Donald Miller, Through Painted Deserts

Thursday, June 7, 2012

Lessons from My Grandparents

It’s been three years now since my mom’s parents died in a car accident.  I’ll never forget hearing the news that day and the tough week and months that followed. I still think about them all the time and miss them terribly.  They left too soon but I know that part of them is still here and lives in me, my family and everyone who had the pleasure of knowing them.  The farm that they lived on, although now non-existent, was my favorite place to go when I was younger and I still think about it with great nostalgia.  I spent many summer weeks with them when I was growing up and I was able to learn many life lessons from them.

Work Hard
My grandpa was born on the farm that he lived and worked on his entire life.  By the time I was around they had pretty much retired from farming but they continued to grow a huge garden every summer.  When they finally moved into town they continued to work as the managers of their apartment complex. They showed me that nothing good ever gets done without a little elbow grease! (And fresh vegetables just taste better!)

Write Letters
My grandma would write letters to anyone and everyone, sometimes by hand and sometimes with her typewriter.  With computers and cell phones it is so easy to send a text message or email to someone and not think twice about it but I’ve learned that taking the extra time to pick out a card or hand-write a note means so much more.  It not only makes you appreciate your family and friends more but it shows them how important they are to you.

Enjoy the Simple Things
My favorite thing to do with my grandparents was playing cards.  When I would stay there at times in the summer they would invite over their friends and we would have card nights with fresh popcorn and root beer floats.  They taught me to have fun with cards and board games and just being in the company of friends. We didn’t need a television or gaming system to keep us entertained.  My family still continues to play cards and board games and family gatherings and still have a lot of fun doing it!

Learn to cook
Although my grandma rarely used recipes they aren’t hard to follow.  And making food for people creates a special bond with them as you have taken the time and energy to prepare something.  My grandma always made great food and I loved the way the smells would fill the house. As I’ve gotten older I’ve really enjoyed being able to cook and bake. Although I don’t do anything to fancy here in South Africa I am glad that I learned the basics to be able to fend for myself!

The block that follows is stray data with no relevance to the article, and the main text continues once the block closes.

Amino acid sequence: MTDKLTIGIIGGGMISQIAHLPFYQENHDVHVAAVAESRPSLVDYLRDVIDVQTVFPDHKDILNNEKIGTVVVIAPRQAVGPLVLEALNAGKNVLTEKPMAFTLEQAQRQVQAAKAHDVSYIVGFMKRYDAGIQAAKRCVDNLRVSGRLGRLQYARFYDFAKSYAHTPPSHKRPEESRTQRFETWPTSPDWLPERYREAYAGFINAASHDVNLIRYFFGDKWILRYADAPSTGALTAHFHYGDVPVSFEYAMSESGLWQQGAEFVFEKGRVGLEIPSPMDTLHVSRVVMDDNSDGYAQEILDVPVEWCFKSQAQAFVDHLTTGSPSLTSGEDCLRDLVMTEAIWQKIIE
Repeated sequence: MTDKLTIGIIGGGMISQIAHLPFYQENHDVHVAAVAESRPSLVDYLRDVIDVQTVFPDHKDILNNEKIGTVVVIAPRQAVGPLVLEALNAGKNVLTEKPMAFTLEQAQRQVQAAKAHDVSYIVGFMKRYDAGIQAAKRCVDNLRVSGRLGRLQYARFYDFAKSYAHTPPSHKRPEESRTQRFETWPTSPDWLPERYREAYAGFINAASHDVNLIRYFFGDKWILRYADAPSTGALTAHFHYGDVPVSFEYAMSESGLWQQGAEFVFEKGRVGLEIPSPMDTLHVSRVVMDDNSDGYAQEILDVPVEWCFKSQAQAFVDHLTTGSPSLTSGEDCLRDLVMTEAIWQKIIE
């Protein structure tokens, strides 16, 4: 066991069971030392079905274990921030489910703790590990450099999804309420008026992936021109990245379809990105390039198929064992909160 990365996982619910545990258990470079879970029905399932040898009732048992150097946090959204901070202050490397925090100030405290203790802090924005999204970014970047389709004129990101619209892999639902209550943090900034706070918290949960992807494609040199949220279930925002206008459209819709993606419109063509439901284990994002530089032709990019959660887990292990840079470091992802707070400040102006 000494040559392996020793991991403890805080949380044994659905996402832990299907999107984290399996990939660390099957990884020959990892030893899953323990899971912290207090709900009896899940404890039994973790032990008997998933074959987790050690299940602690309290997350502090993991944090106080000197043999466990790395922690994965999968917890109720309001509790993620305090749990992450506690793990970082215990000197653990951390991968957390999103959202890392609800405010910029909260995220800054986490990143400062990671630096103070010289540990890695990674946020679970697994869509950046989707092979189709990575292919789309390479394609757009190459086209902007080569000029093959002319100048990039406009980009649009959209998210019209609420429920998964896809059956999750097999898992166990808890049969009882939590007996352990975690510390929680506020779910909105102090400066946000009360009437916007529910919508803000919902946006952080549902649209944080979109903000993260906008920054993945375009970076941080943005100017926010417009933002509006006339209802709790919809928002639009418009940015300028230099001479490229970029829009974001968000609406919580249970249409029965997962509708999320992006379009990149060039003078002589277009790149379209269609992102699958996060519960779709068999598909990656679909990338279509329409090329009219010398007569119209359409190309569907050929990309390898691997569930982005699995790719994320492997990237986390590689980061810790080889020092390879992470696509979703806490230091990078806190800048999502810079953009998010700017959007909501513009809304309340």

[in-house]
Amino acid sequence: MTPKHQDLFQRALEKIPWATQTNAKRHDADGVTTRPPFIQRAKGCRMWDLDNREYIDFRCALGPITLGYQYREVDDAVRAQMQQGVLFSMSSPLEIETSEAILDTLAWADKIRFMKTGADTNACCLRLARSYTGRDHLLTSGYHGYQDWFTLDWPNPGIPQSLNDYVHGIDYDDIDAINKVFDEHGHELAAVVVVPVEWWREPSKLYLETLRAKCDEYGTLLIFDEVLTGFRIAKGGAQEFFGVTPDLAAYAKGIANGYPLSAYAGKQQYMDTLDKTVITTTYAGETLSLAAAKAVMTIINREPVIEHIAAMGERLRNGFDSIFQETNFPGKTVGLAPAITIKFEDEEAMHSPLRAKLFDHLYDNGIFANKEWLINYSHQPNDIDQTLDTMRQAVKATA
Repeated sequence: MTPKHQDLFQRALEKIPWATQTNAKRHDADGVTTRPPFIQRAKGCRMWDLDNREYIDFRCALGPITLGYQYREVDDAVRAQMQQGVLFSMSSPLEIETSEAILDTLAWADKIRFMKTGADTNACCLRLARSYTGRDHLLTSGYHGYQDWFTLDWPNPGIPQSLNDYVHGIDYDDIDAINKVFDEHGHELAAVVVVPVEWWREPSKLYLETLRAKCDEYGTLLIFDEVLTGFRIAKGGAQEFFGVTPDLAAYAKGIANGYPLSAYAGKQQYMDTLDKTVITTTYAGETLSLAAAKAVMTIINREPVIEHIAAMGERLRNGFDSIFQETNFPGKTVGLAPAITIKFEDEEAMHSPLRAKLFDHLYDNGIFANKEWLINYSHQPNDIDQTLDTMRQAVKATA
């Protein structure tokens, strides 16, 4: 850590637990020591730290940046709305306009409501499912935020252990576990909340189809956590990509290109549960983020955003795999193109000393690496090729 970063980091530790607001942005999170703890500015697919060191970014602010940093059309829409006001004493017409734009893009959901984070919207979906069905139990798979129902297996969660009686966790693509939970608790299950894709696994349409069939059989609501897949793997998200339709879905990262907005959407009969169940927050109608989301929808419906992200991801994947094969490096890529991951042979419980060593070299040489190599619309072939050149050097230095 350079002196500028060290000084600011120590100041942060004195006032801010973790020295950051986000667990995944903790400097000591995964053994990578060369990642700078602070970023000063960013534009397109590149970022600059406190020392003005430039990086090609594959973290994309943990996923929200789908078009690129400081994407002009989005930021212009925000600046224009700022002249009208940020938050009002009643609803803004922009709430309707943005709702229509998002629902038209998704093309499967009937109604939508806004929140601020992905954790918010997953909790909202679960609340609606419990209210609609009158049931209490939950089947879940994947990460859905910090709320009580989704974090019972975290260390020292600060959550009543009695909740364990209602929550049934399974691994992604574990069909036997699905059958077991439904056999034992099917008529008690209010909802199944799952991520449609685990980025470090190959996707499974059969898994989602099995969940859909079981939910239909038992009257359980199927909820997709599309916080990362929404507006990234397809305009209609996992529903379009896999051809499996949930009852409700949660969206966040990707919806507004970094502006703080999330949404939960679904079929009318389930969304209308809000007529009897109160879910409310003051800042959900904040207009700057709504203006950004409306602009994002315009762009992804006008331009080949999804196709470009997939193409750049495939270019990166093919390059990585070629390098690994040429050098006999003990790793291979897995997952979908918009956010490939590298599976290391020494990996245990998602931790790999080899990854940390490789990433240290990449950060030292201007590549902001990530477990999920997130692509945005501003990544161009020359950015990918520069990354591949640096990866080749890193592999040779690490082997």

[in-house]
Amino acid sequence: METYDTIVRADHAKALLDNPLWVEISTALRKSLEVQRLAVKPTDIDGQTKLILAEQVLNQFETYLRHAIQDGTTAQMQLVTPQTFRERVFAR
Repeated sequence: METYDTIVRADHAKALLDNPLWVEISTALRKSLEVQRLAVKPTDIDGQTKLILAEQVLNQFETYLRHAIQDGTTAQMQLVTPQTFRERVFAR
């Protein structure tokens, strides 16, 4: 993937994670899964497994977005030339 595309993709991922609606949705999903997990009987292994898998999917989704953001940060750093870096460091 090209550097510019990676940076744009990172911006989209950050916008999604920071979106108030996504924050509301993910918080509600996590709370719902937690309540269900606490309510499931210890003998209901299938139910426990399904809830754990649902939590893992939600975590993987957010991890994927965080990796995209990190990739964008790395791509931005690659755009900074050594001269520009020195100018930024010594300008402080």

Be Generous With Your Time and Love
People said that my grandparents never knew a stranger.  I remember when I was younger and we would go into town and it seemed like every place we went to someone, or several people, would stop and talk to them and see how they were doing. I know that they came from a small community but it was still neat to see how much they cared about others and how much other people cared about them.  It was very clear how much their friendships meant to people when hundreds of people had to sit on chairs outside of the church at the funeral.  They taught me how important it is to put the people you care about first and that it will come back to repay you in more ways than you can imagine.

Losing people we love is never easy but they are never truly gone.  There is a video series by Pastor Rob Bell called Nooma and one of the videos is about death.  I came across it about six months after my grandparents died and it changed my whole perspective.  If you have 15 minutes you should watch it because it is a great video. Click Here to Watch It is easy to forget that God is still there when we are going through difficult times but that is when we should lean on Him the most. He is there for us even though it might not always seem like it.

"Though You have made me see troubles, many and bitter, You will restore my life again." --Psalm 71: 20

Thursday, May 17, 2012

The Final Countdown

I don’t know if I have ever paid attention to time as much as I have since being in South Africa. Maybe it is because no one else cares about time so I’m trying to keep track of it for an entire nation or maybe it is just being away from what I was used to in the States. Either way, I have watched clocks and calendars a lot this past year.  I counted the days until the first retreat in November, I counted down until Christmas, until my trip to Cape Town, until the second retreat, until my parents came--I seemed to be counting down days all the time which is something that I had never real done before.

It started out when I spent the majority of my first month sitting in the office at the Kwaz.  There is only so much that I was able to do at that point so I spent a lot of time reading while waiting for the phone to ring.  Time seemed to move so slowly on those days.  I am sure part of it was my expectations of what I would be doing at my site and part of it was just learning the slow pace of life compared to the United States.  I am still challenged by the pace of life and the phrase “just now.” Coming from a culture were now actually means right away it is hard to adjust to nothing starting on time.

If the feelings about time have taught me anything it is patience.  I have come to realize that it doesn’t help if I worry about church not starting on time or if I’m waiting for hours for someone to pick me up. Things will happen when they happen and I just have to go with it.  It doesn’t do me any good to get frustrated so I might as well relax and enjoy the day.

The final countdown I have is the one until I will be back in the US and it is at exactly two months from today. I have often thought about what that first day back will be like and am both excited and scared.  I am so excited to see my family and friends again but, at the same time, it will mean the end of my time in South Africa.  It means leaving people who have become my family and leaving a place that has taught me more than I ever could have learned in a textbook.